Digital age spawns a new first-responder The Boston Globe (August 4, 2007)

“‘The technologies lower the barriers for collective action,’ said Howard Rheingold, author of ‘Smart Mobs,’ a book on how electronic devices spawn social networks. ‘People are able to do things together’”

Zombies haunt San Diego streets Union-Tribune, San Deigo (July 26, 2007)

“‘Just because they are using mobile phone technology to interconnect in a totally frivolous way doesn’t mean they can’t adopt it for something more serious,’ said Howard Rheingold”

Facebook: What’s In It For Journalists? Poynter (July 23, 2007)

“Howard Rheingold: ‘Social networks have been key to journalists forever — what journalist does not have a network of sources?’”

Can iPhone change the way we live? SFGate (June 26, 2007)

“Activists already have used cell phones to mobilize around a cause, such as sending text messages to rally supporters. But they could do even more with tools such as the iPhone, said Howard Rheingold, author of ‘Smart Mobs: The Next Social Revolution’ and who teaches at Stanford University.”

Online Activism: Media Stereotypes And The Rise Of Smart Mobs Robin Good’s MasterNewMedia (June 9, 2007)

“Howard Rheingold’s notion of the Smart Mob, empowered by technology and collective intelligence, has certainly manifested itself time and time again in recent years. The web is much less a one-way, top-down medium than television, radio or print-based mass media. As such, Internet activism in its many forms has started to flourish.”

Going Down in Flames SFGate (April 22, 2007)

“‘The rate of technology is overwhelming the slower process by which social norms form,’ explains Howard Rheingold, pioneer netizen and author of ‘The Virtual Community: Homesteading on the Electronic Frontier’ and other influential texts about technology and online life.”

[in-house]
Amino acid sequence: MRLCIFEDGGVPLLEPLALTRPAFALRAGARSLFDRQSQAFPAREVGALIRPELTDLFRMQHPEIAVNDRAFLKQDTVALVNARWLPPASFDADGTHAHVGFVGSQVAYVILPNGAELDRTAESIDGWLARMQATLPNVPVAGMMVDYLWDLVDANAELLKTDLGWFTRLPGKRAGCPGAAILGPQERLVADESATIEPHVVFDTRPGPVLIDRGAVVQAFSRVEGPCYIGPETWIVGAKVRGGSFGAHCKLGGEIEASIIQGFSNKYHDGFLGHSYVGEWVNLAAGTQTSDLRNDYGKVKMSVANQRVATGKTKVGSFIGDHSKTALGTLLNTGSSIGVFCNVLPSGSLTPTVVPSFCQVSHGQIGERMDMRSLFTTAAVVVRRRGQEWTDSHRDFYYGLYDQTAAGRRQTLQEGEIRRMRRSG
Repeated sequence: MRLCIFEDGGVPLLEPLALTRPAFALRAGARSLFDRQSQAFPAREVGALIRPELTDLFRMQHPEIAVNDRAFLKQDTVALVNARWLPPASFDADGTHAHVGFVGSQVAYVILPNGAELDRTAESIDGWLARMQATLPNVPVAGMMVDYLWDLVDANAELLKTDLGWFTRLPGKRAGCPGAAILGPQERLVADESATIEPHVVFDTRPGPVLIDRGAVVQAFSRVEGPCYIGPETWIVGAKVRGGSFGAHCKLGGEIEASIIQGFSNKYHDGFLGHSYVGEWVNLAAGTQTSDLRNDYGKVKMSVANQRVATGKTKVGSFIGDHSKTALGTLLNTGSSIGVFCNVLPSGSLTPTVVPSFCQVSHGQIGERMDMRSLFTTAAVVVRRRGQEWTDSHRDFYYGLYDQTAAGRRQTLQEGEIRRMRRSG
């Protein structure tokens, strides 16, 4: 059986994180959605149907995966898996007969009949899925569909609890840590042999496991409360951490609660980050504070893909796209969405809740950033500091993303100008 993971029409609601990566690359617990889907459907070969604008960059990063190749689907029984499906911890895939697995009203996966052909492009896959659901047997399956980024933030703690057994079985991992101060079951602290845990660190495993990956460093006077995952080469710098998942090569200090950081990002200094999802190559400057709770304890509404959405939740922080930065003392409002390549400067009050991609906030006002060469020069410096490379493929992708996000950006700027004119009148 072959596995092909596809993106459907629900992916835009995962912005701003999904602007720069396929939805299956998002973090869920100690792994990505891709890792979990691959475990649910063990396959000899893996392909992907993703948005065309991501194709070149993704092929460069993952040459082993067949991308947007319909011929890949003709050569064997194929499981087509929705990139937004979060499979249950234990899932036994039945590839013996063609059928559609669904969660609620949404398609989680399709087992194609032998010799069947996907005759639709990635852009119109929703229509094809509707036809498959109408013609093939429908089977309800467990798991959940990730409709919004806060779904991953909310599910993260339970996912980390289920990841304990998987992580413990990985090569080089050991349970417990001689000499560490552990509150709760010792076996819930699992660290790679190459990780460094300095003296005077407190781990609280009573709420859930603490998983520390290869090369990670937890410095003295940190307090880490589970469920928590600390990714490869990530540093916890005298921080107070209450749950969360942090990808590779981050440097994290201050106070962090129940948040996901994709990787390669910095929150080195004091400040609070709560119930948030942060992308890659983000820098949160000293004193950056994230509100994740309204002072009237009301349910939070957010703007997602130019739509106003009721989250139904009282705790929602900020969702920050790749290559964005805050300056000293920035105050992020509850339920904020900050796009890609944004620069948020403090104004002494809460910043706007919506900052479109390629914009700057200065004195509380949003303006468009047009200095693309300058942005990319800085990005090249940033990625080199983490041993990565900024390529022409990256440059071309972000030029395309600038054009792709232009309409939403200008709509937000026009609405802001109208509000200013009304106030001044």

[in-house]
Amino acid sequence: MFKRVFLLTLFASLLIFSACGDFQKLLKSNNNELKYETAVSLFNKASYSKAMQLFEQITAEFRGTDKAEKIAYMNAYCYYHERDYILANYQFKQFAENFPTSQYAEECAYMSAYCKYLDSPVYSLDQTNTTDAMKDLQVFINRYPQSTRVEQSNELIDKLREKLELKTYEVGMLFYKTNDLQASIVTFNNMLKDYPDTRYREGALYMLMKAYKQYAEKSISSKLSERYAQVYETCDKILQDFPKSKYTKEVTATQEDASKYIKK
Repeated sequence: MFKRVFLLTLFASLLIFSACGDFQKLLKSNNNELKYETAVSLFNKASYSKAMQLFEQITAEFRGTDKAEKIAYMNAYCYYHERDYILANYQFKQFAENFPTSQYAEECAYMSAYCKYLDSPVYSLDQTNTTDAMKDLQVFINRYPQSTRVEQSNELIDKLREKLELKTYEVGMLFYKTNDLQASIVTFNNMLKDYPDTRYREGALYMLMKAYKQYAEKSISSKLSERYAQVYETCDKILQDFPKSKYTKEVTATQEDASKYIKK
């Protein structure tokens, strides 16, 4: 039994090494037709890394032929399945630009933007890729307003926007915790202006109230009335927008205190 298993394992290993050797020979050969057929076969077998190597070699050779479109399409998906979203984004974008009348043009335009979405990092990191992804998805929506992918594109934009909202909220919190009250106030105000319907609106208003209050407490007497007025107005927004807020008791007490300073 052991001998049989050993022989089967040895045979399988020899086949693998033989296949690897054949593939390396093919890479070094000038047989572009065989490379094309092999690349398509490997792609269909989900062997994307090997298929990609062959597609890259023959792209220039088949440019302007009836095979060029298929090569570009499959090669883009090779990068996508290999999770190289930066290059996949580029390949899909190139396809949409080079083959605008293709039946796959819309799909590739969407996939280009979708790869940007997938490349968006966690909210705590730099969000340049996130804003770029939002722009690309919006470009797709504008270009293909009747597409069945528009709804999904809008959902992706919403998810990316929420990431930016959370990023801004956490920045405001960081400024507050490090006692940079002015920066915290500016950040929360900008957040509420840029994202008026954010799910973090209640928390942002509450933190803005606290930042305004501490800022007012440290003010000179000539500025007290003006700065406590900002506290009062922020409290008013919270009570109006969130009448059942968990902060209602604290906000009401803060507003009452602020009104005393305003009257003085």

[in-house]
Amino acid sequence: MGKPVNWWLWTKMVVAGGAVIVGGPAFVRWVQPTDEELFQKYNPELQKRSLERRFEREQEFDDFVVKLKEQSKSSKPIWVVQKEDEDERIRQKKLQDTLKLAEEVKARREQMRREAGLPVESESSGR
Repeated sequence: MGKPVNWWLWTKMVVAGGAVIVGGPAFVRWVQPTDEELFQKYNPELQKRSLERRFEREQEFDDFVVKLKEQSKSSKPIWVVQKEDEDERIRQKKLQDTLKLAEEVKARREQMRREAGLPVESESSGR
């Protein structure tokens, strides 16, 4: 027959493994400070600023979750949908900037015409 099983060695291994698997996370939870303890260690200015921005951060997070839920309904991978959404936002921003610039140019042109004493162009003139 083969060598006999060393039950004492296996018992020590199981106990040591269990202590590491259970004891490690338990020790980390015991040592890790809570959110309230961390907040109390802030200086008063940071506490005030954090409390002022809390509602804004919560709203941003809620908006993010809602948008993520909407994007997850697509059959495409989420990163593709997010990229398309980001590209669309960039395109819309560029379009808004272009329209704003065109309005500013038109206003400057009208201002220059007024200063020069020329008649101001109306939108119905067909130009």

Newsmaker: Keeping it real about virtual living CNET News (January 16, 2007)

“Among those who study and write about online communities, few people are as well-regarded as Howard Rheingold.”

Social Networks and Mobile Phones Make for a High-Growth Combination Telecommunications Industry News (January 2, 2007)

“Mobile social networks have been available in one form or another for several years now, but the sheer number of people participating has skyrocketed in the last few months, according to Howard Rheingold of TechNewsWorld.”

You (Plural) The Huffington Post (December 31, 2006)

“‘No global conspiracy could organize a worldwide march like that in a matter of days,’ says Howard Rheingold, author of Smart Mobs. ‘It took millions of people who know how to use the Internet to get ten to fifteen million people on the streets of cities around the world. And it takes decentralized organizations using weblogs and e-mail and text-enabled cell phones to connect them.’”

Participatory Media and the Pedagogy of Civic ParticipationRobin Good’s MasterNewMedia (November 14, 2006)

Robin Good presents a blog post and sound files of my presentation to New Media Consortium.

Howard Rheingold about our mobile world Emerging Technology Trends (July 20, 2006)

“Howard Rheingold is the well-known author of Smart Mobs and many other books describing the evolution of our societies. … As one of the futurologists who can detect the emerging technology trends behind our daily lives, I wanted to know what Howard is thinking in 2006. And he was kind enough to agree for an interview which was conducted by e-mail in mid-June. Below are large excerpts from our exchange.”

Book Review: Smart Mobs Steve Sloan, SJSU Tech on a mission (March 24, 2006)

“This is an important book, especially for anybody interested in the future of mass communications, politics and/or our society. Rheingold talks about how portable devices, pervasive connectivity and increasingly powerful hand-held computing is leading to the creation of virtual communities tied together by their devices and not by their physical proximity.”

The world’s a cell-phone stage SFGate (February 27, 2006)

“‘I don’t think there is a precedent for something that has spread so quickly around the world to so many individuals; we’re talking about 2 billion phones around the world,’ said Howard Rheingold, digital journalism professor at Stanford and author of ‘Smart Mobs.’”